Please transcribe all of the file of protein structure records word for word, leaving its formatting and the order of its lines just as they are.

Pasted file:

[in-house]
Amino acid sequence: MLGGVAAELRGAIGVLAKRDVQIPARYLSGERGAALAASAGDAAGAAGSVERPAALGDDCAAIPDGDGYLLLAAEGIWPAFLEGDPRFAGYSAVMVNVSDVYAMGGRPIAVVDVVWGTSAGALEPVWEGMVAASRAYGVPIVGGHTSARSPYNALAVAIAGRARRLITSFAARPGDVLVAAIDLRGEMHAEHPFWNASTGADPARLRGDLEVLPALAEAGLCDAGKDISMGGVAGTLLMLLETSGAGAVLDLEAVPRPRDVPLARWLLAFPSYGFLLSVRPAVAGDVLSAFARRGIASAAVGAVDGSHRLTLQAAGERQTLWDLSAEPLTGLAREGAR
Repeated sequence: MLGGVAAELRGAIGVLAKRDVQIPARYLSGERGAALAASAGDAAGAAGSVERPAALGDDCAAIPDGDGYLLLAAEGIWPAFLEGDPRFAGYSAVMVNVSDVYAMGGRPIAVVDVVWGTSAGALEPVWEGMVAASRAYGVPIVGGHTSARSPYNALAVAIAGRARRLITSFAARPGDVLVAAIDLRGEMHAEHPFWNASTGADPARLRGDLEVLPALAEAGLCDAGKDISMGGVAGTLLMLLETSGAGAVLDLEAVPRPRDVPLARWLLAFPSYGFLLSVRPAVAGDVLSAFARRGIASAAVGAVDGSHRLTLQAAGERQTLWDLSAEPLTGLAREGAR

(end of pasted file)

[in-house]
Amino acid sequence: MLGGVAAELRGAIGVLAKRDVQIPARYLSGERGAALAASAGDAAGAAGSVERPAALGDDCAAIPDGDGYLLLAAEGIWPAFLEGDPRFAGYSAVMVNVSDVYAMGGRPIAVVDVVWGTSAGALEPVWEGMVAASRAYGVPIVGGHTSARSPYNALAVAIAGRARRLITSFAARPGDVLVAAIDLRGEMHAEHPFWNASTGADPARLRGDLEVLPALAEAGLCDAGKDISMGGVAGTLLMLLETSGAGAVLDLEAVPRPRDVPLARWLLAFPSYGFLLSVRPAVAGDVLSAFARRGIASAAVGAVDGSHRLTLQAAGERQTLWDLSAEPLTGLAREGAR
Repeated sequence: MLGGVAAELRGAIGVLAKRDVQIPARYLSGERGAALAASAGDAAGAAGSVERPAALGDDCAAIPDGDGYLLLAAEGIWPAFLEGDPRFAGYSAVMVNVSDVYAMGGRPIAVVDVVWGTSAGALEPVWEGMVAASRAYGVPIVGGHTSARSPYNALAVAIAGRARRLITSFAARPGDVLVAAIDLRGEMHAEHPFWNASTGADPARLRGDLEVLPALAEAGLCDAGKDISMGGVAGTLLMLLETSGAGAVLDLEAVPRPRDVPLARWLLAFPSYGFLLSVRPAVAGDVLSAFARRGIASAAVGAVDGSHRLTLQAAGERQTLWDLSAEPLTGLAREGAR